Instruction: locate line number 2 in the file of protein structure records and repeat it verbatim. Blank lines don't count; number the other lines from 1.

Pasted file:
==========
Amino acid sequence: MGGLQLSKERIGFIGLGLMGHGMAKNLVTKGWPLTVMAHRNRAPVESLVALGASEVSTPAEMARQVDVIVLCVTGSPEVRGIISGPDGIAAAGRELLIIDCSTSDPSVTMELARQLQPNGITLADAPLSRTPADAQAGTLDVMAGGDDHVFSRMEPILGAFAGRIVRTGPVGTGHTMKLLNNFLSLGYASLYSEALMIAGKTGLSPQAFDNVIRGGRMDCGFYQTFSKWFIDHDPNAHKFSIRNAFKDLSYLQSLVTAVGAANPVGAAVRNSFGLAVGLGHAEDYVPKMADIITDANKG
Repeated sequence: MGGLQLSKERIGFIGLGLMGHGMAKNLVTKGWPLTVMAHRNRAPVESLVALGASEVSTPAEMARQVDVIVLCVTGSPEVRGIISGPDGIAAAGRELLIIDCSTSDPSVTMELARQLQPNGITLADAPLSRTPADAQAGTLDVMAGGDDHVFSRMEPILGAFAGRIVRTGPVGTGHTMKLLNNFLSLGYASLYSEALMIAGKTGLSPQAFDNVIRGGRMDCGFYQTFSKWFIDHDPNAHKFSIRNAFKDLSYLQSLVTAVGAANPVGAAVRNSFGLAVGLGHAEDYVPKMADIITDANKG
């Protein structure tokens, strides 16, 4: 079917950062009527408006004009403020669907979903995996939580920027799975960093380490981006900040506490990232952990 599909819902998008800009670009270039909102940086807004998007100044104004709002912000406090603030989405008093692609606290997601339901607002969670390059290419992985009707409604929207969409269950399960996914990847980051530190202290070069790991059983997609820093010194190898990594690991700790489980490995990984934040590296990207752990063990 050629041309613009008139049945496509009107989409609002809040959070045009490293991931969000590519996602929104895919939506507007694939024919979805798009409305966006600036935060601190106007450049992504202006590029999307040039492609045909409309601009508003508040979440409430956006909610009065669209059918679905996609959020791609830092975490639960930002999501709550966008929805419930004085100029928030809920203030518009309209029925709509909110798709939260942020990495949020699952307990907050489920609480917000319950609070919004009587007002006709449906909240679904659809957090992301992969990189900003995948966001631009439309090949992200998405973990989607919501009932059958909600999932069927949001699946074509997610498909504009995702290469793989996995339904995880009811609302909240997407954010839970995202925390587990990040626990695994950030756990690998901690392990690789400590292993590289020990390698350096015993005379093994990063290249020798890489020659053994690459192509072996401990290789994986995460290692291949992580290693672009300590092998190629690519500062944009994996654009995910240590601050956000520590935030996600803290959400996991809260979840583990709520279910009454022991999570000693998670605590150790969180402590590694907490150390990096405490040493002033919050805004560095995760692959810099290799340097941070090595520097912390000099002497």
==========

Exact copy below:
Repeated sequence: MGGLQLSKERIGFIGLGLMGHGMAKNLVTKGWPLTVMAHRNRAPVESLVALGASEVSTPAEMARQVDVIVLCVTGSPEVRGIISGPDGIAAAGRELLIIDCSTSDPSVTMELARQLQPNGITLADAPLSRTPADAQAGTLDVMAGGDDHVFSRMEPILGAFAGRIVRTGPVGTGHTMKLLNNFLSLGYASLYSEALMIAGKTGLSPQAFDNVIRGGRMDCGFYQTFSKWFIDHDPNAHKFSIRNAFKDLSYLQSLVTAVGAANPVGAAVRNSFGLAVGLGHAEDYVPKMADIITDANKG